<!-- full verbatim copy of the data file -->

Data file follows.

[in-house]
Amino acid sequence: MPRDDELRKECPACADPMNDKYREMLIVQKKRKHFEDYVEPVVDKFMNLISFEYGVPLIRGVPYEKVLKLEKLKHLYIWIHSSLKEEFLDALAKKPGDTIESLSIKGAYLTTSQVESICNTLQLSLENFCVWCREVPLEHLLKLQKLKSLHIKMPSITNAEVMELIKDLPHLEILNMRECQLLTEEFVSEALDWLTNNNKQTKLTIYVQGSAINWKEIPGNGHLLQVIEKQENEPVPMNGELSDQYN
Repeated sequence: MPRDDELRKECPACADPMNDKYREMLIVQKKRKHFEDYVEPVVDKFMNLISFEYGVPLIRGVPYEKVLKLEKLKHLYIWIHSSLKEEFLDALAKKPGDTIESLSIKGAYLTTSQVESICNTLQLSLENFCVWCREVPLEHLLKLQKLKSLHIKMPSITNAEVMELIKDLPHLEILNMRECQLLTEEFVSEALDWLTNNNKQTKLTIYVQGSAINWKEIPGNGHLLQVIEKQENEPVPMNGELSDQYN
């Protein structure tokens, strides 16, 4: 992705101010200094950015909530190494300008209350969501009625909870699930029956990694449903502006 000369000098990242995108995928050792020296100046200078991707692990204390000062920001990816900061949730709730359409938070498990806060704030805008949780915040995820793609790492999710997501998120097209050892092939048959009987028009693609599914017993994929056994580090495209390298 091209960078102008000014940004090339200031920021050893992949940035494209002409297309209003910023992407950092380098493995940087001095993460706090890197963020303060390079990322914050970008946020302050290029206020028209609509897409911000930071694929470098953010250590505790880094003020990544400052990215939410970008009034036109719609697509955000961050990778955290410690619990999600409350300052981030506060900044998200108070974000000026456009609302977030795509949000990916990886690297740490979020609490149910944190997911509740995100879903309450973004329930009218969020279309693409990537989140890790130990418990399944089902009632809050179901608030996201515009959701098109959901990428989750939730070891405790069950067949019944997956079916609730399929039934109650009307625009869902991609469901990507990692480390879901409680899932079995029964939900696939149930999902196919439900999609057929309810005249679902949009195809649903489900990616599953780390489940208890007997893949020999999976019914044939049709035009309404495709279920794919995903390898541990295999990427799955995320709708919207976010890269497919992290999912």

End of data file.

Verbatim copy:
[in-house]
Amino acid sequence: MPRDDELRKECPACADPMNDKYREMLIVQKKRKHFEDYVEPVVDKFMNLISFEYGVPLIRGVPYEKVLKLEKLKHLYIWIHSSLKEEFLDALAKKPGDTIESLSIKGAYLTTSQVESICNTLQLSLENFCVWCREVPLEHLLKLQKLKSLHIKMPSITNAEVMELIKDLPHLEILNMRECQLLTEEFVSEALDWLTNNNKQTKLTIYVQGSAINWKEIPGNGHLLQVIEKQENEPVPMNGELSDQYN
Repeated sequence: MPRDDELRKECPACADPMNDKYREMLIVQKKRKHFEDYVEPVVDKFMNLISFEYGVPLIRGVPYEKVLKLEKLKHLYIWIHSSLKEEFLDALAKKPGDTIESLSIKGAYLTTSQVESICNTLQLSLENFCVWCREVPLEHLLKLQKLKSLHIKMPSITNAEVMELIKDLPHLEILNMRECQLLTEEFVSEALDWLTNNNKQTKLTIYVQGSAINWKEIPGNGHLLQVIEKQENEPVPMNGELSDQYN
């Protein structure tokens, strides 16, 4: 992705101010200094950015909530190494300008209350969501009625909870699930029956990694449903502006 000369000098990242995108995928050792020296100046200078991707692990204390000062920001990816900061949730709730359409938070498990806060704030805008949780915040995820793609790492999710997501998120097209050892092939048959009987028009693609599914017993994929056994580090495209390298 091209960078102008000014940004090339200031920021050893992949940035494209002409297309209003910023992407950092380098493995940087001095993460706090890197963020303060390079990322914050970008946020302050290029206020028209609509897409911000930071694929470098953010250590505790880094003020990544400052990215939410970008009034036109719609697509955000961050990778955290410690619990999600409350300052981030506060900044998200108070974000000026456009609302977030795509949000990916990886690297740490979020609490149910944190997911509740995100879903309450973004329930009218969020279309693409990537989140890790130990418990399944089902009632809050179901608030996201515009959701098109959901990428989750939730070891405790069950067949019944997956079916609730399929039934109650009307625009869902991609469901990507990692480390879901409680899932079995029964939900696939149930999902196919439900999609057929309810005249679902949009195809649903489900990616599953780390489940208890007997893949020999999976019914044939049709035009309404495709279920794919995903390898541990295999990427799955995320709708919207976010890269497919992290999912």